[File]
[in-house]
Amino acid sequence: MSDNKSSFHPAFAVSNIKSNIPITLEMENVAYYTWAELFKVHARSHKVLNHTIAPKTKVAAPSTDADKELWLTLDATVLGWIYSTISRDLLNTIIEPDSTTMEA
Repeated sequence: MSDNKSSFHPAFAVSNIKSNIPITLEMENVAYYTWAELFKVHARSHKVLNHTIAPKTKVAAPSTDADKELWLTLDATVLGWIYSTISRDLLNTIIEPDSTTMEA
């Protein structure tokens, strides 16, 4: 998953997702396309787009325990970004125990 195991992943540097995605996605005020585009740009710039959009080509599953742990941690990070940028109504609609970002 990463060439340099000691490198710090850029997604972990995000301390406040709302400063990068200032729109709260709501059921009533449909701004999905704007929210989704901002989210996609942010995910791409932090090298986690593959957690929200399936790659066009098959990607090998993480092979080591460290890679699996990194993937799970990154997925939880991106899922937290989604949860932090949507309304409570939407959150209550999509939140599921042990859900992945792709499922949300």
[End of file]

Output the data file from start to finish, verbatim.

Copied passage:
[in-house]
Amino acid sequence: MSDNKSSFHPAFAVSNIKSNIPITLEMENVAYYTWAELFKVHARSHKVLNHTIAPKTKVAAPSTDADKELWLTLDATVLGWIYSTISRDLLNTIIEPDSTTMEA
Repeated sequence: MSDNKSSFHPAFAVSNIKSNIPITLEMENVAYYTWAELFKVHARSHKVLNHTIAPKTKVAAPSTDADKELWLTLDATVLGWIYSTISRDLLNTIIEPDSTTMEA
């Protein structure tokens, strides 16, 4: 998953997702396309787009325990970004125990 195991992943540097995605996605005020585009740009710039959009080509599953742990941690990070940028109504609609970002 990463060439340099000691490198710090850029997604972990995000301390406040709302400063990068200032729109709260709501059921009533449909701004999905704007929210989704901002989210996609942010995910791409932090090298986690593959957690929200399936790659066009098959990607090998993480092979080591460290890679699996990194993937799970990154997925939880991106899922937290989604949860932090949507309304409570939407959150209550999509939140599921042990859900992945792709499922949300």